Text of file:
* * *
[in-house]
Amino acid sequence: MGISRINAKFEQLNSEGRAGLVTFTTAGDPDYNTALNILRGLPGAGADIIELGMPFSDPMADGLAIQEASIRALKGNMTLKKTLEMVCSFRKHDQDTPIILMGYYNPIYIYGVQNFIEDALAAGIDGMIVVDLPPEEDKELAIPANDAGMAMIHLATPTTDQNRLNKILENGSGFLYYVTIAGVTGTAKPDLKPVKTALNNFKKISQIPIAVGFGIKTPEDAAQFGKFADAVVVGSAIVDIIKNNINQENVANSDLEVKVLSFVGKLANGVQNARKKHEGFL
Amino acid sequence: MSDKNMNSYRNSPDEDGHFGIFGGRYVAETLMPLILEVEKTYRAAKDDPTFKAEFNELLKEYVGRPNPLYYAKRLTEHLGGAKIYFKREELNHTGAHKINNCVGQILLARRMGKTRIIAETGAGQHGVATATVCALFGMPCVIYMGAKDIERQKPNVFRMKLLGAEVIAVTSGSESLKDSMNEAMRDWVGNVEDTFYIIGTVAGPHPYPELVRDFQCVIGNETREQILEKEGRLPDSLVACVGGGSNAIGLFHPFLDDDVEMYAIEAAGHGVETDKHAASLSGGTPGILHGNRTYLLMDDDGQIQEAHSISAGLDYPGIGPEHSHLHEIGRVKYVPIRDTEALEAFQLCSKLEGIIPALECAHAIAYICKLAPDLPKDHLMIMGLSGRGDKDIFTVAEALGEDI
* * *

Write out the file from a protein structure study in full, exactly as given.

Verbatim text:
[in-house]
Amino acid sequence: MGISRINAKFEQLNSEGRAGLVTFTTAGDPDYNTALNILRGLPGAGADIIELGMPFSDPMADGLAIQEASIRALKGNMTLKKTLEMVCSFRKHDQDTPIILMGYYNPIYIYGVQNFIEDALAAGIDGMIVVDLPPEEDKELAIPANDAGMAMIHLATPTTDQNRLNKILENGSGFLYYVTIAGVTGTAKPDLKPVKTALNNFKKISQIPIAVGFGIKTPEDAAQFGKFADAVVVGSAIVDIIKNNINQENVANSDLEVKVLSFVGKLANGVQNARKKHEGFL
Amino acid sequence: MSDKNMNSYRNSPDEDGHFGIFGGRYVAETLMPLILEVEKTYRAAKDDPTFKAEFNELLKEYVGRPNPLYYAKRLTEHLGGAKIYFKREELNHTGAHKINNCVGQILLARRMGKTRIIAETGAGQHGVATATVCALFGMPCVIYMGAKDIERQKPNVFRMKLLGAEVIAVTSGSESLKDSMNEAMRDWVGNVEDTFYIIGTVAGPHPYPELVRDFQCVIGNETREQILEKEGRLPDSLVACVGGGSNAIGLFHPFLDDDVEMYAIEAAGHGVETDKHAASLSGGTPGILHGNRTYLLMDDDGQIQEAHSISAGLDYPGIGPEHSHLHEIGRVKYVPIRDTEALEAFQLCSKLEGIIPALECAHAIAYICKLAPDLPKDHLMIMGLSGRGDKDIFTVAEALGEDI